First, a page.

AGF details succession plan

By Steven Lamb | May 3, 2006 | Last updated on May 3, 2006
3 min read

The executive suite at AGF Management is seeing some big changes, with changes at the top including co-founder Warren Goldring stepping down as chairman to take an honorary role.

The fund company’s board of directors has announced the senior Goldring will assume the role of honorary chairman effective June 30, 2006. On that date, current president and CEO Blake Goldring will take over as chairman. The announcement puts in place the succession plan for the company, which though publicly listed, is tightly controlled by the Goldring family.

“On behalf of the board, I want to thank Warren for his excellent leadership and guidance since co-founding AGF in 1957. He truly is an innovator and is responsible for laying the foundation of success at AGF,” said Winthrop H. Smith Jr., newly named lead director on the board. “This move is the next step in AGF’s succession plan and is designed to continue moving the firm forward. Blake has the board’s full endorsement and we know he will continue to deliver value for shareholders in this new role.”

Randy Ambrosie, currently executive vice-president, sales and marketing of AGF Funds, will become president of that investment management division, effective June 1, 2006.

“As president, Randy is responsible for driving forward the AGF Funds Inc. business plan and ensuring we continually enhance our position as a premier investment management firm,” said Blake Goldring. “Randy and his excellent team of professionals will continue to deliver the superior products and excellent service that our clients have come to expect from AGF.”

AGF has struggled in recent years with net redemptions, but broke this trend in February of this year with positive net sales in long term funds. The positive trend has continued so far, which Ambrosie credits to company’s re-focusing on the advisor.

In an interview with earlier this spring, he said advisors had grown unhappy with the level of service provided by AGF and he made it his mission to correct that impression. Ambrosie and his sales team embarked on a cross-country tour to find out what had gone wrong.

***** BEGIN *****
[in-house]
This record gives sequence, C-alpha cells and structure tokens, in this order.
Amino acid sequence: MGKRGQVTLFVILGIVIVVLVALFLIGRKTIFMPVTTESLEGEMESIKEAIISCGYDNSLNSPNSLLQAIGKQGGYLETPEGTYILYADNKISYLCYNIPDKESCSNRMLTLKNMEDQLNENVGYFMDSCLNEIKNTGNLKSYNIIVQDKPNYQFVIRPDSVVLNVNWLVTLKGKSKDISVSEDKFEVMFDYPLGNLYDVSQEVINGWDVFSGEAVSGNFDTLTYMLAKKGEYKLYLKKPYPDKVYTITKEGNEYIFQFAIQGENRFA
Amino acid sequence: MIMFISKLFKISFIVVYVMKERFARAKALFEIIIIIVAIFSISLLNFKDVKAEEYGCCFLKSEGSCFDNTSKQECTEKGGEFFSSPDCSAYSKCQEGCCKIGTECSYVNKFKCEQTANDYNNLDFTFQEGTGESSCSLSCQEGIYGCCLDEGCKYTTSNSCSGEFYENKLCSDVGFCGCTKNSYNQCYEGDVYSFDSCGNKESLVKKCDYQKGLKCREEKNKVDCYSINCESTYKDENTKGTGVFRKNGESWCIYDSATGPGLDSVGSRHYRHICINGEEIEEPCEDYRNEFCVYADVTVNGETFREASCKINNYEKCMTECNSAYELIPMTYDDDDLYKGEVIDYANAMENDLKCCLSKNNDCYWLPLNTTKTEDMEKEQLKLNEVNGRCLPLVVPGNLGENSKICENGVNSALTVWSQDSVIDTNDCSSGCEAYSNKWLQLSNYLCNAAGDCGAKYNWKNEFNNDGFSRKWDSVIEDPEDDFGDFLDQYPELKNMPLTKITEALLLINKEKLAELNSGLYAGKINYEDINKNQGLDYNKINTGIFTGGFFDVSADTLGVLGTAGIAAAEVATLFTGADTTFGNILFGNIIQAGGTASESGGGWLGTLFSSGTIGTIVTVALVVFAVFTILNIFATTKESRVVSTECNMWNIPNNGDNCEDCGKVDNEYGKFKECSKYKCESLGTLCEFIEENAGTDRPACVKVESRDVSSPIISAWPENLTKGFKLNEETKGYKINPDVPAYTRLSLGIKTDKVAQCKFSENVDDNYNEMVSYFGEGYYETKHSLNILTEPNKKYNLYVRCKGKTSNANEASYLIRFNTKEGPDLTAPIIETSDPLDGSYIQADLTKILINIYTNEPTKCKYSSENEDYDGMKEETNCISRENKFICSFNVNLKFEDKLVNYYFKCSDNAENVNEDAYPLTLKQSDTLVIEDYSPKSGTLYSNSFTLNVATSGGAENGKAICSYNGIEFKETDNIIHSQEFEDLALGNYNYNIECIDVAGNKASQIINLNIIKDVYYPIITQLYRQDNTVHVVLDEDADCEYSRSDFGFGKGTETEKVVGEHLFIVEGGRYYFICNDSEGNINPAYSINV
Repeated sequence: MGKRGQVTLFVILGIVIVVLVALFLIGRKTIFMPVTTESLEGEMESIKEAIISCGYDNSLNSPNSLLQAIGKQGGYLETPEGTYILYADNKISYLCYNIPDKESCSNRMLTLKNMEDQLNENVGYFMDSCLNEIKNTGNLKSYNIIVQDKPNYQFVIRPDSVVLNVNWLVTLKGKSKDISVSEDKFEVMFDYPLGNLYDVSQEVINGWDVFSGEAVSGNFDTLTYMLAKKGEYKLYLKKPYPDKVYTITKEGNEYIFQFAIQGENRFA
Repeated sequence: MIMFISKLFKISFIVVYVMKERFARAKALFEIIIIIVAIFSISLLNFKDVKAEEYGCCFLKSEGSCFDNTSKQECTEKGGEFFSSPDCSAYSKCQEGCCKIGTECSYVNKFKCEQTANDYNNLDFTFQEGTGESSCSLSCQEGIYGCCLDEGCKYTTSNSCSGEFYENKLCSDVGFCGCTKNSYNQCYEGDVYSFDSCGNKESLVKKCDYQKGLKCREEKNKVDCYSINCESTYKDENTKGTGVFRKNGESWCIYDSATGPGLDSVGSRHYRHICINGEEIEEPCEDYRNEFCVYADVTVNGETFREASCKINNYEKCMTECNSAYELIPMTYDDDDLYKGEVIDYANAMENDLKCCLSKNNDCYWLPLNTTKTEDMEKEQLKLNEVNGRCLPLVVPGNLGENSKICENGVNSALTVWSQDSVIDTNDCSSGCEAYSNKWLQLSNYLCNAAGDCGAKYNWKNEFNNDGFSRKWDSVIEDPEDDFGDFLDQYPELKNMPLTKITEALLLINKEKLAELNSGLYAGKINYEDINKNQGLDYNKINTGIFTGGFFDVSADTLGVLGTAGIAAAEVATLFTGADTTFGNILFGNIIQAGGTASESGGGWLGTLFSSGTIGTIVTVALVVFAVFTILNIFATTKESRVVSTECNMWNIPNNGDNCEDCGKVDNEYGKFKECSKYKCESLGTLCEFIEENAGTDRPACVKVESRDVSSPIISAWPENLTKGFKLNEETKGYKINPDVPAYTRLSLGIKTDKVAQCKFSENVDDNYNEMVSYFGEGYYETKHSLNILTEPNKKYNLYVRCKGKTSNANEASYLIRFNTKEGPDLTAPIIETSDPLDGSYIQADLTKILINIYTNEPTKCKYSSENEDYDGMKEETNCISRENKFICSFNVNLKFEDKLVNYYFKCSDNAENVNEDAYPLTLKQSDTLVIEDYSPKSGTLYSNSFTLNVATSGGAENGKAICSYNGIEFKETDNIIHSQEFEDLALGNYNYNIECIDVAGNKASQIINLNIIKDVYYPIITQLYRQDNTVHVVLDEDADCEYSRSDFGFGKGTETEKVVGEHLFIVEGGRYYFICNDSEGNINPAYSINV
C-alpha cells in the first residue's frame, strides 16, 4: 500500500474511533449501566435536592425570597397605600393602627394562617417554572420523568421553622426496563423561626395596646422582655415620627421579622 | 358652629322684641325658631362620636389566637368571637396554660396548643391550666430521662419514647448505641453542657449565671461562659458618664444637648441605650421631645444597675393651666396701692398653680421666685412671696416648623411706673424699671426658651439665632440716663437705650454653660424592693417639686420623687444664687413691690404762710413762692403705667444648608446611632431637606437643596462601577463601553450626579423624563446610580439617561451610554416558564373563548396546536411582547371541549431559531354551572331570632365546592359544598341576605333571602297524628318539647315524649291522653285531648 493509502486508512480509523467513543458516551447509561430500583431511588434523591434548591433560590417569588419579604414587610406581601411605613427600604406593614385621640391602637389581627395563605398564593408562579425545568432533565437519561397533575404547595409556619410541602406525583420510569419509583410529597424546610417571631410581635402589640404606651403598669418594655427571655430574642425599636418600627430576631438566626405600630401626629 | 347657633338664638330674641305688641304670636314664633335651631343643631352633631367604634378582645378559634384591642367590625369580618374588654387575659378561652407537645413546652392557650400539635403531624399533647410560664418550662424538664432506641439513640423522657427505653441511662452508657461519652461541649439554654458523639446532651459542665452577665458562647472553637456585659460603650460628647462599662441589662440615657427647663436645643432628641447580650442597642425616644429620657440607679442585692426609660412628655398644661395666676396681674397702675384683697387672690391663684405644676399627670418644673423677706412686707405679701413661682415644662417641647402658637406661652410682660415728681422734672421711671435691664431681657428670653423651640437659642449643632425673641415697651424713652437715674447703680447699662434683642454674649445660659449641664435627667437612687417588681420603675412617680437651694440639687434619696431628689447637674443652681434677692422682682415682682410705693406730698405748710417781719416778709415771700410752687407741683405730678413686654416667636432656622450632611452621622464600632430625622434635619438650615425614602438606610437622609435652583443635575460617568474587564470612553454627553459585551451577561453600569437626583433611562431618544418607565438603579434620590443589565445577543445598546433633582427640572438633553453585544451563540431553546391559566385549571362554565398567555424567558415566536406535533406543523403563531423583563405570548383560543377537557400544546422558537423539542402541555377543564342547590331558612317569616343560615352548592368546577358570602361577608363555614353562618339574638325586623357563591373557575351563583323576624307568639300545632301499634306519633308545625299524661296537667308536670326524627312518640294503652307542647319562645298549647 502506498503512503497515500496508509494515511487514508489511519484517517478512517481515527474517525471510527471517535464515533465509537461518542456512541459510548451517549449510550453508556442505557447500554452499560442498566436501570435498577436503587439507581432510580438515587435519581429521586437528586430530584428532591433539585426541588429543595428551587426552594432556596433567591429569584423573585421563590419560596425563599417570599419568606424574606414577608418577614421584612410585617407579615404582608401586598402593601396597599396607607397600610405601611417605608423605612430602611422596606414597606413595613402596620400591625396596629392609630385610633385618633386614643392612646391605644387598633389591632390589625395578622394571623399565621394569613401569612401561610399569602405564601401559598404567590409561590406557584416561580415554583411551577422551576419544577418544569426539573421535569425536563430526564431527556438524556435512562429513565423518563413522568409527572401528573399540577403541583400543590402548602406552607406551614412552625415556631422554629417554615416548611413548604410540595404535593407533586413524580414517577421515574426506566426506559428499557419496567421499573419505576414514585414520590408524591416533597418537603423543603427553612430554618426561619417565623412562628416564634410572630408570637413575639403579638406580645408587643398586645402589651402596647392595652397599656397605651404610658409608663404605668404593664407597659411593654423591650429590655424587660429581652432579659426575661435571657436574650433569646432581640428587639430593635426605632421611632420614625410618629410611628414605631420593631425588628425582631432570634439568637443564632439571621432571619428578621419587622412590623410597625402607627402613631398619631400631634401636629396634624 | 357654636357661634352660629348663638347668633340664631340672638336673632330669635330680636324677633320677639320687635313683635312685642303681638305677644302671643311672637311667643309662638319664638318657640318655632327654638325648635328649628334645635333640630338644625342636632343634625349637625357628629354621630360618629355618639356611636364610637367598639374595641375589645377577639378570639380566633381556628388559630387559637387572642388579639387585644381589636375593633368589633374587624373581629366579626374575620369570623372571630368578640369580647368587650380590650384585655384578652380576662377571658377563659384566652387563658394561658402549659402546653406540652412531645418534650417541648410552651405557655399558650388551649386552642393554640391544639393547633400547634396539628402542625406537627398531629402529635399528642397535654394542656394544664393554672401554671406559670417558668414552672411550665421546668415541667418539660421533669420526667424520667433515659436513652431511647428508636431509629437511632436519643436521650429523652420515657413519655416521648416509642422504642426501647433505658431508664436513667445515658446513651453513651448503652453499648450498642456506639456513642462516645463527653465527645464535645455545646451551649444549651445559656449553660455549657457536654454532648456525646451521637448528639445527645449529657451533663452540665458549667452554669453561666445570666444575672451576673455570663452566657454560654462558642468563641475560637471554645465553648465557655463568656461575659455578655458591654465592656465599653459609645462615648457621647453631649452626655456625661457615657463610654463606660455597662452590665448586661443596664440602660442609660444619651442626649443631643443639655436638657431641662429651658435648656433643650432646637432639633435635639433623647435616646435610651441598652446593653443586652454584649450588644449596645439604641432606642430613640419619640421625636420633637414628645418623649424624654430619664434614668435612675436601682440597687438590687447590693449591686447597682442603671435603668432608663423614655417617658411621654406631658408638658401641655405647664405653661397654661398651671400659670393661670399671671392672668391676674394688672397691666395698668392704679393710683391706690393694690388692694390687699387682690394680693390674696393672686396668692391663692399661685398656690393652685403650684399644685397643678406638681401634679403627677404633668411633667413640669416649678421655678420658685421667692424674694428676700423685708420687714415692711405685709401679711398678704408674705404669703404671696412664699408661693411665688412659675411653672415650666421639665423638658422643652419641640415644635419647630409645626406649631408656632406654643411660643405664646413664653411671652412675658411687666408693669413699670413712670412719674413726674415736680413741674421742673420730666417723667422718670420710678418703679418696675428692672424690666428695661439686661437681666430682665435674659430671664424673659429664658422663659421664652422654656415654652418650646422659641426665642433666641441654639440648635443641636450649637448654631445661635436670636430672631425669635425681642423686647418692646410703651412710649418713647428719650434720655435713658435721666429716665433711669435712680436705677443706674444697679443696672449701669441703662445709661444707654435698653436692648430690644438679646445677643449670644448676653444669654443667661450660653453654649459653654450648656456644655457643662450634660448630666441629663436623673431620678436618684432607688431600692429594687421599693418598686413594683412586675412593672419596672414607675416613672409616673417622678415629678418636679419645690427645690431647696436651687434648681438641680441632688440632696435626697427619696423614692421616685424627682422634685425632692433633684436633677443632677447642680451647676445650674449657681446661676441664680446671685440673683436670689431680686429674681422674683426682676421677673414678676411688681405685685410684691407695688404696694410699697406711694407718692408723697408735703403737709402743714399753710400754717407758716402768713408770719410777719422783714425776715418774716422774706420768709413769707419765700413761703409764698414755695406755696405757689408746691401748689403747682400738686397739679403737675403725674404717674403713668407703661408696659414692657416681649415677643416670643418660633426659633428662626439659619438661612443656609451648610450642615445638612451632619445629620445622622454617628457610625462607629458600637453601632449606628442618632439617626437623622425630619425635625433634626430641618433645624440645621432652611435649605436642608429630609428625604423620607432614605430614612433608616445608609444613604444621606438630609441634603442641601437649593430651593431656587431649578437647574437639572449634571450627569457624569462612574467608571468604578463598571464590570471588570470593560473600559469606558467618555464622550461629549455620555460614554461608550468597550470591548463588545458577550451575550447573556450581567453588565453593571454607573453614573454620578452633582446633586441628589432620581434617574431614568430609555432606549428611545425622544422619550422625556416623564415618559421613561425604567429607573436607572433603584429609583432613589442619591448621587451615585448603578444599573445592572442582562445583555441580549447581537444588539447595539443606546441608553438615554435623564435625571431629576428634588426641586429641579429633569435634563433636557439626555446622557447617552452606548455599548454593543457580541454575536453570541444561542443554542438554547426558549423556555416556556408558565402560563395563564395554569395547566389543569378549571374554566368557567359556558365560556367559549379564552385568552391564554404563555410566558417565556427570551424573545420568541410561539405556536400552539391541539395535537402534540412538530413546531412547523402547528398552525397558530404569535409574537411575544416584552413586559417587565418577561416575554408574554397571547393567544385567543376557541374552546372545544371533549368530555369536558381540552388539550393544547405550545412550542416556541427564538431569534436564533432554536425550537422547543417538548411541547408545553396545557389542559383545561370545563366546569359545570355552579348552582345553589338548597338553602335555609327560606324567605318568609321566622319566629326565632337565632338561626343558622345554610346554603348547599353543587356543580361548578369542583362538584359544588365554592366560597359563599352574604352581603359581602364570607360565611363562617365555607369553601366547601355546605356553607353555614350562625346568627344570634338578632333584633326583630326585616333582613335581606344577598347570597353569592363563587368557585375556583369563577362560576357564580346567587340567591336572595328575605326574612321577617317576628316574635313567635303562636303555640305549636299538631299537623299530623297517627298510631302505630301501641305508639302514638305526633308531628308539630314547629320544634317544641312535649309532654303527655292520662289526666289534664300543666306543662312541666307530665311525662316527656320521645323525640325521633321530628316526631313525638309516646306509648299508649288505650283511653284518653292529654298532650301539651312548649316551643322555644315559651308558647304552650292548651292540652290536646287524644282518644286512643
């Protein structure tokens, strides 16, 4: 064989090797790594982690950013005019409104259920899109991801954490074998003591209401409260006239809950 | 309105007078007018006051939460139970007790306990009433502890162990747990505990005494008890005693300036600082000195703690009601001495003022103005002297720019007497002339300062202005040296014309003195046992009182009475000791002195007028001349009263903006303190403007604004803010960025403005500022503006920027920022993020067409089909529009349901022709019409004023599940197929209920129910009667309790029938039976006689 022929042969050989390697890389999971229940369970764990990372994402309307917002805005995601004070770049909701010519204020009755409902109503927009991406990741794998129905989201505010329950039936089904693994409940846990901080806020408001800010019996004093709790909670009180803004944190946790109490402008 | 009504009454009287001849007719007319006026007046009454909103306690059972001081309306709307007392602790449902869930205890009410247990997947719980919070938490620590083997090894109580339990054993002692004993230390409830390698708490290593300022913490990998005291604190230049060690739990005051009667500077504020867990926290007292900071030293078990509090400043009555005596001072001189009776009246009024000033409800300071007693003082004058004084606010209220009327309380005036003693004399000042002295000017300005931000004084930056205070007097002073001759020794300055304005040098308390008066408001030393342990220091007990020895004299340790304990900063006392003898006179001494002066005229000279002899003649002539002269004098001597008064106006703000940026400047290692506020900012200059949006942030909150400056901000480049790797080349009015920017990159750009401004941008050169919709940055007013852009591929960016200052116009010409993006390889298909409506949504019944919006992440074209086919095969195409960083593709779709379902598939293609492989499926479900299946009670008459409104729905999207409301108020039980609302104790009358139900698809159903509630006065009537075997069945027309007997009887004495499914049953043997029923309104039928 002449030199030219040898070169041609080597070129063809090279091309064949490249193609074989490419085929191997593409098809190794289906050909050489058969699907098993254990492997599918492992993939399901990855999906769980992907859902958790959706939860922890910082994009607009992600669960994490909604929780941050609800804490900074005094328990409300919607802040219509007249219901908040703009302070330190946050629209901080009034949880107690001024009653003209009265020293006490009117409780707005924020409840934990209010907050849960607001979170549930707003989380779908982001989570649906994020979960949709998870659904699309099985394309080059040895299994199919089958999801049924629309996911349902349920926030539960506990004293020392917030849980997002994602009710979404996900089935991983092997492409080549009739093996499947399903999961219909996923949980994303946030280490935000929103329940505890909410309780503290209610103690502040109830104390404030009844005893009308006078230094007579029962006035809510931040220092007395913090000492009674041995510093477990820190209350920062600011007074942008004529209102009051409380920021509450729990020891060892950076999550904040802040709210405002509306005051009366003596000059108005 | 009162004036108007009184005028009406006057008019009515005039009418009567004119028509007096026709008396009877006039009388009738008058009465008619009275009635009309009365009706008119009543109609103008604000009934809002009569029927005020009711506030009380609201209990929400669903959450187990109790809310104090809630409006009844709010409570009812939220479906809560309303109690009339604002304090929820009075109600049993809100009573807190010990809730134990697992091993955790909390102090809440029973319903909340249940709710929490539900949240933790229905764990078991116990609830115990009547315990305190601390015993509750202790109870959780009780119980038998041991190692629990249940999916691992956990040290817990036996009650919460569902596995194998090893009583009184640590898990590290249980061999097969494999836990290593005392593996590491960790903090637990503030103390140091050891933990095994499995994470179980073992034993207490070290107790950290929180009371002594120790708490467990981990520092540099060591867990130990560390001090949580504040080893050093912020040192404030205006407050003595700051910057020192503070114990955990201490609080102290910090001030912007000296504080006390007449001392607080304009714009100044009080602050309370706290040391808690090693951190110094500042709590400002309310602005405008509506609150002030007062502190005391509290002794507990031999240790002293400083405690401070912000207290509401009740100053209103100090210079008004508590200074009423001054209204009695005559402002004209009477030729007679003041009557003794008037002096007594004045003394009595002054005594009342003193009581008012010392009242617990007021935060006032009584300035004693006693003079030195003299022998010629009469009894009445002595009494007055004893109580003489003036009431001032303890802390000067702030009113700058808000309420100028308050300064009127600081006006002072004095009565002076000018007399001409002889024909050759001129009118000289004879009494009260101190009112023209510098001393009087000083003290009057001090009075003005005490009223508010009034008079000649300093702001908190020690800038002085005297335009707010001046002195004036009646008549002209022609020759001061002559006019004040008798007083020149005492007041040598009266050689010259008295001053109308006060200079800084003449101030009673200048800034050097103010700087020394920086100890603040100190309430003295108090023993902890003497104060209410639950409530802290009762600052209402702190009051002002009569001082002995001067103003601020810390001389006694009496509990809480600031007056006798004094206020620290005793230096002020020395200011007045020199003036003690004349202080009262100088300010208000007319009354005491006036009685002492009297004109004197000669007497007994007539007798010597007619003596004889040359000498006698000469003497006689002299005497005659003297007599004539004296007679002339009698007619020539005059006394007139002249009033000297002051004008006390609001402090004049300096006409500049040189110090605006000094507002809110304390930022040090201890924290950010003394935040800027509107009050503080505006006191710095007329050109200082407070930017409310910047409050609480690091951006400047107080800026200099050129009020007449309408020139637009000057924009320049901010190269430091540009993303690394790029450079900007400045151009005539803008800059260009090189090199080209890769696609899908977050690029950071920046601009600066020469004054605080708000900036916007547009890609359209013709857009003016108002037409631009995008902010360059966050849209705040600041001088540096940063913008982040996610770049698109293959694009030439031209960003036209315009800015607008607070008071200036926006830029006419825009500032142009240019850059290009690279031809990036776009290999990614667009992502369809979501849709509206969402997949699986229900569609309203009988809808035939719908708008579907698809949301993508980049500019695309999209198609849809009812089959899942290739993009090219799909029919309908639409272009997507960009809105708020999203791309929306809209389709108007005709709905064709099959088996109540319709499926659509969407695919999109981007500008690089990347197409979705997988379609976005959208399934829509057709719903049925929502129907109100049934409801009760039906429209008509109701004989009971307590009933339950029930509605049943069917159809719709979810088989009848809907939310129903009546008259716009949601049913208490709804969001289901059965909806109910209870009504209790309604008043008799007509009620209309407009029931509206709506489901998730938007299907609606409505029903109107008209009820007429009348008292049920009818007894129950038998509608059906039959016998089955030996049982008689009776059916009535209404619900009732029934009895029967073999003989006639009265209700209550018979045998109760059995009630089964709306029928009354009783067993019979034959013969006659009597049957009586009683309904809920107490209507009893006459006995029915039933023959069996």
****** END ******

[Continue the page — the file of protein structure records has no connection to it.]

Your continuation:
“We had just stopped showing up,” he said. “We had just failed to deliver on the relationship promise and I think that was the most universal feedback that we got.”

To ensure better service and closer contact with the advisor community, AGF greatly expanded its sales team and has enjoyed positive net sales in long-term funds since February.

Goldring legacy

The 78 year old Warren Goldring founded AGF Management Limited in 1957, along with Allan Manford. The pair launched the American Growth Fund &#151 from which the overall company derived its name — to give Canadian investors access to American equities listed on the New York Stock Exchange.

Goldring was named president of the firm in 1975 and chairman of the board in 1983. In 1965 he was on the Attorney General’s Committee on Securities Legislation and served as the president of IFIC from 1974 to 1976.

The company he co-founded has chalked up a number of firsts in the Canadian investment industry. It was the first to offer a Japanese equity fund (1969), a Canadian money market fund (1976), a global government bond fund (1986) and a Chinese equity fund (1996).

AGF has about $39 billion in total assets under management and serves more than one million investors.

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Steven Lamb